There’s then information to click on the link to find out more, etc.
This way, the user has the ability to go to these individual pages.
That way, instead of having separate state landing pages, you would have your general home page, and then the state-specific information dynamically swapped out.
This happens at approximately the 14:17 mark in the video.
John Mueller Hangout Transcript
SEO Professional 4 14:17
Hi, can you hear me? Yes. Great. So I’m in SEO, and I was given this question, and I want to provide the best possible answer. I’ve got a client that operates in only a handful of states.
And right now when you go to the homepage, the the state that they’re headquartered in is, is loud and clear, you know that they’re in that state, but then they feel like it’s leaving the other states out when they come to the page.
So the conversion team has an idea to create state landing pages. But they want to automatically redirect the user when they come to the home page to that state page. So a dynamic Geo IP redirection.
And then since those state pages are essentially the same homepage, just with that state showcased better, their idea is to no index these state pages. And I now have a tight ball in my stomach about this whole idea, and they want to know the SEO implications of doing so.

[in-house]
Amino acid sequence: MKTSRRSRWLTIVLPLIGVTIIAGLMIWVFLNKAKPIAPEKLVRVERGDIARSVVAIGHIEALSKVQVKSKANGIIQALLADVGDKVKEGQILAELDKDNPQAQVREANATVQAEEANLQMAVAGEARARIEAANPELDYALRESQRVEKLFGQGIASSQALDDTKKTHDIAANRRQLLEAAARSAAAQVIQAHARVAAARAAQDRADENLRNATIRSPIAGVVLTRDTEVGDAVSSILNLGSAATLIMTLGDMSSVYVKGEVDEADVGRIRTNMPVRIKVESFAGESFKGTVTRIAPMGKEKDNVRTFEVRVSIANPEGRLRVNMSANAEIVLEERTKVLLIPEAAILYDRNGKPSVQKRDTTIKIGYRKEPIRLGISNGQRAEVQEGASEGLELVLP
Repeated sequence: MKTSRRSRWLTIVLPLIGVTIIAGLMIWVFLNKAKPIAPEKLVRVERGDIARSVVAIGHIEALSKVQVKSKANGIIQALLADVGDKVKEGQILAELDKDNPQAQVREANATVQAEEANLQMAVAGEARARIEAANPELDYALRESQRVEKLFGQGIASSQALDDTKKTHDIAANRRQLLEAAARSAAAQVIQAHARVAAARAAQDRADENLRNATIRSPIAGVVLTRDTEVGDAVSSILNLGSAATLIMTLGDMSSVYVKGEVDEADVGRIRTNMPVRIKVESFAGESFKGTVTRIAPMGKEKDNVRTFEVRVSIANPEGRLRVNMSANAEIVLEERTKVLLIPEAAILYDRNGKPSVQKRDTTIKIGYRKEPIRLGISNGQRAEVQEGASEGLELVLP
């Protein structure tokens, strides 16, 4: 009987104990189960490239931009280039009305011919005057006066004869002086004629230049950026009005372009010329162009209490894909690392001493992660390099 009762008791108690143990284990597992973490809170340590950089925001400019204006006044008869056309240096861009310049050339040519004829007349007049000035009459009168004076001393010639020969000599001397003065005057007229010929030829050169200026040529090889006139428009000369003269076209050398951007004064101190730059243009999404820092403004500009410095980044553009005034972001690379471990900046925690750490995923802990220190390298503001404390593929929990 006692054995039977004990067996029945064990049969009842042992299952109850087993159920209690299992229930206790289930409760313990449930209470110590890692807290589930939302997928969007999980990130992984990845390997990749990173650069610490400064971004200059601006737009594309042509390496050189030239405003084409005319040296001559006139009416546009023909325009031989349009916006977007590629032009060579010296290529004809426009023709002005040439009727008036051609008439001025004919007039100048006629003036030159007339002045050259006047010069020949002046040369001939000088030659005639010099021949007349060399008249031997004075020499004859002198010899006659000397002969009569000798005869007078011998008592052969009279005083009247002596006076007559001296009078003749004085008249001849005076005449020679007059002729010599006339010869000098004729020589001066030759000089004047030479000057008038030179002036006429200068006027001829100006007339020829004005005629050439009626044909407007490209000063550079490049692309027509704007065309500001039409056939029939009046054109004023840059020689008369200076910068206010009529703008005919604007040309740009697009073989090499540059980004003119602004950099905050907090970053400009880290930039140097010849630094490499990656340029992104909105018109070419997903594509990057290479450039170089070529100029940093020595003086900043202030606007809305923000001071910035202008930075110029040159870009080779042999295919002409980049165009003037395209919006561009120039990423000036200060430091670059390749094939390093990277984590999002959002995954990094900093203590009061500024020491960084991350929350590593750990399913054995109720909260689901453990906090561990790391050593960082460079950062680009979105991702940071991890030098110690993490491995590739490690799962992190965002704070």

Okay. So I think there are a few things to kind of keep in mind there. On the one hand, Google for search, we generally just crawl from one location. And probably for most systems, that would map back to California. And essentially, what that would mean is that the content that we can look at would be the content for California.
And we would not have access to the content for the other states, which, depending on what kind of content you have there for the other states, we like, that might be okay, but it might be problematic. So that’s kind of the first thing to keep in mind is like, probably, it will look like when you search for your company, it’ll look like oh, this is purely in California, or maybe even in San Francisco, I don’t know how the IP addresses would map there.